Drug allergy

Drug Allergy

If your child has an existing or suspected drug allergy, it’s important to know the key signs and symptoms so that you can spot a reaction as quickly as possible and provide the best treatment to keep them safe and well. 

The causes of drug allergies in children

Because of the way drugs work, it’s normal for some children to experience side effects to medication. Any side effects they might have will be listed in order of frequency in the patient information guide that comes with the medicine.

An allergic response to a drug can occur with a medicine that’s swallowed, injected or applied to the skin. 

As with any other type of allergy, a drug allergy is caused by the body’s immune system reacting abnormally to a drug that it has incorrectly determined as harmful. If your child has a drug allergy, their body will release defence chemicals, including histamines, that result in a number of symptoms of varying degrees of severity.

Common symptoms of drug allergies in children

There are many ways in which people can react to drugs and medicines, but it’s quite rare, particularly in children, to suffer a genuine allergic reaction to a medicine.

If your child does have a reaction, their symptoms can vary from mild to severe. Symptoms to look out for that suggest your child is having an allergic reaction to a drug include:

  • A rash, hives or itchy skin
  • Itching around the eyes
  • Wheezing or breathing problems
  • Swelling of the lips, mouth and throat 
  • Coughing
  • Abdominal pain
  • Nausea and/or vomiting
  • Diarrhoea
  • Anaphylaxis – this is a rare but severe allergic reaction and should always be treated as an emergency

Which drugs most commonly trigger allergic reactions?

Your child can have an allergy to any kind of drug, but some medicines are more likely to cause a reaction than others. 

The drugs that most commonly cause an allergic reaction are:

  • Antibiotics such as penicillin
  • Pain relief or anti-inflammatory drugs such as ibuprofen or paracetamol
  • Insulin
  • Vaccines
  • Anti-seizure medications
  • Chemotherapy drugs

Though rare, local anaesthetics and general anaesthetics can sometimes cause allergic reactions. 

How we test for drug allergies

Drug allergies in children can be identified through an in-depth consultation during which a history of symptoms will be taken and your child will be examined. 

If necessary, allergy testing may be performed to pinpoint the exact drug and confirm that the symptoms your child is experiencing are being caused by a drug, rather than another allergy or health problem.  

For example, the most common reason why children are assessed for drug allergy is due to a rash that developed while taking a penicillin-type antibiotic (usually amoxicillin) for an infection. In children, this is usually not due to an allergy to the antibiotic, but due to the infection itself or an interaction between the infection and antibiotic.

How to treat a drug allergy

The best approach to treating a drug allergy is to avoid the medication that is causing the reaction. If you notice your child has any of the symptoms listed above, it’s important they take no further doses.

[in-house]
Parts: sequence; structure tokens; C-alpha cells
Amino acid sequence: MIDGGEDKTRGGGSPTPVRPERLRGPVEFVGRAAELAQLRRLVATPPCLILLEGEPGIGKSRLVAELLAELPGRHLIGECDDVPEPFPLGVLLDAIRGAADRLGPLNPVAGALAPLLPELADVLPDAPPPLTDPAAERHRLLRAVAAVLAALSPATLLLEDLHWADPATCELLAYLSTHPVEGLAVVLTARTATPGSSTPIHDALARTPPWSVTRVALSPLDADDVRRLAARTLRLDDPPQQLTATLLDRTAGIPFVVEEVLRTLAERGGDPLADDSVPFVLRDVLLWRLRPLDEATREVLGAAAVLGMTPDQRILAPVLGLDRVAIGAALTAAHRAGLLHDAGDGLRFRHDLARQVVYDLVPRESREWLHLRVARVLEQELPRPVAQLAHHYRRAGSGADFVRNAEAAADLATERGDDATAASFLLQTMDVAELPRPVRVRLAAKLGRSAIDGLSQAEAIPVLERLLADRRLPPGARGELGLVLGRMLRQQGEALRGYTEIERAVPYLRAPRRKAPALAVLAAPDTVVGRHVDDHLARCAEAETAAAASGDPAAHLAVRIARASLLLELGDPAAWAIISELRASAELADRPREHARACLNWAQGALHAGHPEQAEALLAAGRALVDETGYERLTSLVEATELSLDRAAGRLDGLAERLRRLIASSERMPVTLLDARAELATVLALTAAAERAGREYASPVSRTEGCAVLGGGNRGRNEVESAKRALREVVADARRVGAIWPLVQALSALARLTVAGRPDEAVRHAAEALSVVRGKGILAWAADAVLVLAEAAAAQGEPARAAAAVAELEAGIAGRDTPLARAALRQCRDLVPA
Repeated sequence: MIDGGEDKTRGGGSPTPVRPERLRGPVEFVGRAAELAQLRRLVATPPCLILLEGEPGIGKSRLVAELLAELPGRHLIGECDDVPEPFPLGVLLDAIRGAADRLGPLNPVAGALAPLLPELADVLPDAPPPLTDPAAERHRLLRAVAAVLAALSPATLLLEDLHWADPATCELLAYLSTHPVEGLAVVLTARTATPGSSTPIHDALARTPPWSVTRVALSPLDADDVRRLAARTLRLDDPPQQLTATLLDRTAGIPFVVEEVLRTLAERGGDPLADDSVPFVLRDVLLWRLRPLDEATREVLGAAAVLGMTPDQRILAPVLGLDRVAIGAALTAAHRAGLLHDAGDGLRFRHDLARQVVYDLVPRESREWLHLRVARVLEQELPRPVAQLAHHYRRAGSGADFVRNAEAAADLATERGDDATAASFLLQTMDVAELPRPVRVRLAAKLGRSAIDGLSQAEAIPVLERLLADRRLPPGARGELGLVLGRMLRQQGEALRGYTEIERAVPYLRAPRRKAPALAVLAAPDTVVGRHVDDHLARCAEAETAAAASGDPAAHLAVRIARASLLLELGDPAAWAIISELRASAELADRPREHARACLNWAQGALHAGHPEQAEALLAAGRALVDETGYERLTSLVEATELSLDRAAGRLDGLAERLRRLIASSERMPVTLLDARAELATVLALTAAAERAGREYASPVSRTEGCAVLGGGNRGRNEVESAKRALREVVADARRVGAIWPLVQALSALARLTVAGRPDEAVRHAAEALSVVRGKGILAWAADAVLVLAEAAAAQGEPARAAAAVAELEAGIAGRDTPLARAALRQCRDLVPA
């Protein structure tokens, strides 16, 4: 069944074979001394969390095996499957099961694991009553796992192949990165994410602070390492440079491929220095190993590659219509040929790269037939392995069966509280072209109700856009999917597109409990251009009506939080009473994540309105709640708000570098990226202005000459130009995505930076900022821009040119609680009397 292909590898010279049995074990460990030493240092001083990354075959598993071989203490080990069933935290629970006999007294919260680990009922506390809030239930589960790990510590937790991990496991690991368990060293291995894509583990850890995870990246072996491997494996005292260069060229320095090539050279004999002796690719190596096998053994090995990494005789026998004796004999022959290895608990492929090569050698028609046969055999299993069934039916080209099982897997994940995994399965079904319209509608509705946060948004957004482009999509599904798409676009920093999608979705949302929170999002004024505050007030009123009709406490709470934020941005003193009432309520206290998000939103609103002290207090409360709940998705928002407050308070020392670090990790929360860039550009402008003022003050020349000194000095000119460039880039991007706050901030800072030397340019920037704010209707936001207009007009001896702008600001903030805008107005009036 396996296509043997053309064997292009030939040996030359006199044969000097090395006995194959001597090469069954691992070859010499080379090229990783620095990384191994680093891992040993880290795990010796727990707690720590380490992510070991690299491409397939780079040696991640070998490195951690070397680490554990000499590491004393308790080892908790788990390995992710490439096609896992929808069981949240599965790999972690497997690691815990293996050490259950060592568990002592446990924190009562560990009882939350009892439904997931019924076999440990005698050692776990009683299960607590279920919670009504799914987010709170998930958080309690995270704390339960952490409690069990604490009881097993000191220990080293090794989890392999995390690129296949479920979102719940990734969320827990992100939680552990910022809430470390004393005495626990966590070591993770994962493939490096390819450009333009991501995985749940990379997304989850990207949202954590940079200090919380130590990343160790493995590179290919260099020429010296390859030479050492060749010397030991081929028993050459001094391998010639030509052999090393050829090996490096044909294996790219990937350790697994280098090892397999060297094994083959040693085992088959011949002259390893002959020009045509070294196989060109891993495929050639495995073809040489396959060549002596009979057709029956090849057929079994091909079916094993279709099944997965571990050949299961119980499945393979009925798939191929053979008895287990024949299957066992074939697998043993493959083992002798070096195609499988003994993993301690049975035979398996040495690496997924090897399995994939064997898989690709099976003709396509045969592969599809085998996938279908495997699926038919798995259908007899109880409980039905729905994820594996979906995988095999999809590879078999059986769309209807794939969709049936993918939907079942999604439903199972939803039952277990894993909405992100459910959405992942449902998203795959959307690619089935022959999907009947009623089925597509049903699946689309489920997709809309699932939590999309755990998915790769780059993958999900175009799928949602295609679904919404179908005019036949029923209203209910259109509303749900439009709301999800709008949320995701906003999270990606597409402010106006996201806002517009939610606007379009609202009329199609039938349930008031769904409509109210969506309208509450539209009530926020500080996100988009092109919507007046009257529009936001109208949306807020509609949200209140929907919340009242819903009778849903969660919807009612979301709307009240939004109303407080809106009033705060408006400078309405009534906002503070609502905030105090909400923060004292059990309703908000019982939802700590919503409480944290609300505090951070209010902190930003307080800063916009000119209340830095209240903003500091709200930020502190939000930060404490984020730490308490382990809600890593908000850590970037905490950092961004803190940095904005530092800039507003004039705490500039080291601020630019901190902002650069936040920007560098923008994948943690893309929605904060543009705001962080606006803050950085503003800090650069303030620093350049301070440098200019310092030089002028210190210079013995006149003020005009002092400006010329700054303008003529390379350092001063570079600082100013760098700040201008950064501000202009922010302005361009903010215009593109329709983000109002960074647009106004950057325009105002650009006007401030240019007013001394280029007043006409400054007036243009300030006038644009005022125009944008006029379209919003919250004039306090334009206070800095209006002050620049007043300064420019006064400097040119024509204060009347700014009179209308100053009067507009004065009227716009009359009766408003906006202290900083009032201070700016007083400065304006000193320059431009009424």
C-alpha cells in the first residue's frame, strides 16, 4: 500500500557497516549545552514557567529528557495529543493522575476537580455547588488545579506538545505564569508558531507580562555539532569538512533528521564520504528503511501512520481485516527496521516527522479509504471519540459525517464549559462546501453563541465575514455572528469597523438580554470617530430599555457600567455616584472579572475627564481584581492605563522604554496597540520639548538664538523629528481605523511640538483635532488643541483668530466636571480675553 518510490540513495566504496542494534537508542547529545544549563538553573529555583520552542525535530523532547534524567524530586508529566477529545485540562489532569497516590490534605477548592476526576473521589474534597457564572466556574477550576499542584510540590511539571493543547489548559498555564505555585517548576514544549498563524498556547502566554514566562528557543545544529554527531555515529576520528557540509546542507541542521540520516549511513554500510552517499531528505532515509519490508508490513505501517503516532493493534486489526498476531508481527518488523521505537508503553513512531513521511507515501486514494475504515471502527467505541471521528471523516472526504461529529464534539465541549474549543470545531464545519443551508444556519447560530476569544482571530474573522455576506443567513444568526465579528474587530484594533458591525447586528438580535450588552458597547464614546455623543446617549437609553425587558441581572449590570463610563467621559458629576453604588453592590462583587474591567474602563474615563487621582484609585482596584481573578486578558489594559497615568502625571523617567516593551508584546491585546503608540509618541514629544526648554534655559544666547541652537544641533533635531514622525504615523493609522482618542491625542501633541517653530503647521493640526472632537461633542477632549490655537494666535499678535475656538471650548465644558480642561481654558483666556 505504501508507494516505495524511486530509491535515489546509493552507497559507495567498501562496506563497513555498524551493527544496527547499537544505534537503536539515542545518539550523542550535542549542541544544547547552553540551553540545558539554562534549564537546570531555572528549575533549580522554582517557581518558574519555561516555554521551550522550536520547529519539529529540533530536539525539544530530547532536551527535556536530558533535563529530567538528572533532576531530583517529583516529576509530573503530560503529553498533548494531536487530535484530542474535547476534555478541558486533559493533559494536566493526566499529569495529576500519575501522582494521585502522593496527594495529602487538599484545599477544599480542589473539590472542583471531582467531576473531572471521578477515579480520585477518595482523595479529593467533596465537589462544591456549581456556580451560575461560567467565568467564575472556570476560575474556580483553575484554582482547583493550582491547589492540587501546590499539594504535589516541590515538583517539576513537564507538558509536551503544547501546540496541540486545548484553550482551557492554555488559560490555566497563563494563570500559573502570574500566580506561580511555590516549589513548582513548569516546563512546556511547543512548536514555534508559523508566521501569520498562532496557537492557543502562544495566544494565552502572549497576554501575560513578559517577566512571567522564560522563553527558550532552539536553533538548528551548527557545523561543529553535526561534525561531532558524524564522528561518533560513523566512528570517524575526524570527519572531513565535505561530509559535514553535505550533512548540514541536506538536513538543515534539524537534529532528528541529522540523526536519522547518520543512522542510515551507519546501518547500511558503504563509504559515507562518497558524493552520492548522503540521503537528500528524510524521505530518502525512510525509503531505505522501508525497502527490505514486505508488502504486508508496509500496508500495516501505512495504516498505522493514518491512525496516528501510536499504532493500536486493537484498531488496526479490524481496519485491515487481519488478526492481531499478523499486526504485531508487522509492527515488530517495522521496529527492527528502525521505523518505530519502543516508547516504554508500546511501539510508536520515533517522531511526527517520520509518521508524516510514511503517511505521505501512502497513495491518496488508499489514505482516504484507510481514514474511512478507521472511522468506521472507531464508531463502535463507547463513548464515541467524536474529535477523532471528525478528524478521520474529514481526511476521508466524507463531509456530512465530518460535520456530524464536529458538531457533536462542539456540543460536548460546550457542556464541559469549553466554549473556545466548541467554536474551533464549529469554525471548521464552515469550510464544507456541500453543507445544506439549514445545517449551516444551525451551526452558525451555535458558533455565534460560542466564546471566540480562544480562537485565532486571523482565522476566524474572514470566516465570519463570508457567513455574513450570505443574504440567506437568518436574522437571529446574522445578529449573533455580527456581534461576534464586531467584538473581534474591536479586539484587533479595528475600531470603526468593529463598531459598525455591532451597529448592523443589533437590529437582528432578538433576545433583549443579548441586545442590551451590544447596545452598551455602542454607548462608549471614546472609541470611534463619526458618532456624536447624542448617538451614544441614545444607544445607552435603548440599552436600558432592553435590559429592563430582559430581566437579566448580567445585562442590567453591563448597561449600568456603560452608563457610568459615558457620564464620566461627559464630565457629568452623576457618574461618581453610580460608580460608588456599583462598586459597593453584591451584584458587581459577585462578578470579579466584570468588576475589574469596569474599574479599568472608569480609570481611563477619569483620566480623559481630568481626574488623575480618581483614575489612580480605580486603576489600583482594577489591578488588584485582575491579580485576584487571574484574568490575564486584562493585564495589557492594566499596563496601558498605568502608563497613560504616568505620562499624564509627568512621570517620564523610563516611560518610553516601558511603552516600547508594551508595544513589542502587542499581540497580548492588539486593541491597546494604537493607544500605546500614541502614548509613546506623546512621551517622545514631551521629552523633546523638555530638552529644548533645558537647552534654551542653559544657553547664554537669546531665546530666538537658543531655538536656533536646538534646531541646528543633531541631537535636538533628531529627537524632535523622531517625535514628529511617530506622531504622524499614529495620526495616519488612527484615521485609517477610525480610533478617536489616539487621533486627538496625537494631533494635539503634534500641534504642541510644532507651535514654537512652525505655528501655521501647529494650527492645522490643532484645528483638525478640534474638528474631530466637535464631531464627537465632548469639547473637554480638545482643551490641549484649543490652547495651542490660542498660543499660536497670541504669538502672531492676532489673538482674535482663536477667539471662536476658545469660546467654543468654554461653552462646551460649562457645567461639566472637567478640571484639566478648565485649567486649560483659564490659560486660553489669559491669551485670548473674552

Treatments that can help alleviate mild symptoms include oral antihistamine medicines, topical creams or lotions, cool showers and baths and cold compresses.  

You should also contact your child’s regular doctor or pharmacist to ask if there are any other suitable medications that your child can take to treat their illness while you make arrangements for a full allergy assessment

Desensitisation (also known as immunotherapy) is where an allergist gives your child small doses of the drug that gradually increase over time to encourage the child’s immune system to better manage it. This may be an appropriate long-term treatment, where there is no other drug alternative, for example. Desensitisation is all done within a safe, clinical setting so any reactions can be effectively treated.  

If your child has a serious reaction for the first time, call 999 straight away. Paramedics carry medications that are used to counteract allergic reactions and reduce symptoms.

Managing your child’s drug allergies over time 

If you know your child has a drug allergy, it’s important to manage it as best you can. 

Ways you can do this include:

  • Removing the drug from your home  
  • Making sure all of your child’s healthcare providers and carers are aware of the allergy and how to treat it

How Children’s Allergy Doctors can help 

Through detailed history taking, examination, and where appropriate allergy testing, we can assess whether your child is likely to have an allergy to a drug. 

After a comprehensive assessment, if we think it is unlikely that your child has an allergy to an antibiotic, we will offer a supervised introduction to the antibiotic in the clinic. 

It is important to de-label your child from a penicillin-type antibiotic, as the alternative antibiotics can have more side effects and this limits the range of antibiotics that doctors can prescribe in the case of a more severe infection.

If a drug or other allergy is found to be the cause of your child’s symptoms, we will offer advice on how you and your child can manage and avoid allergic reactions, as well as discuss the most appropriate treatment options. Get in touch today to book a consultation with us.


What parents say:

“Informative and welcoming. Very proactive and thorough in dealing with our son’s allergies.”



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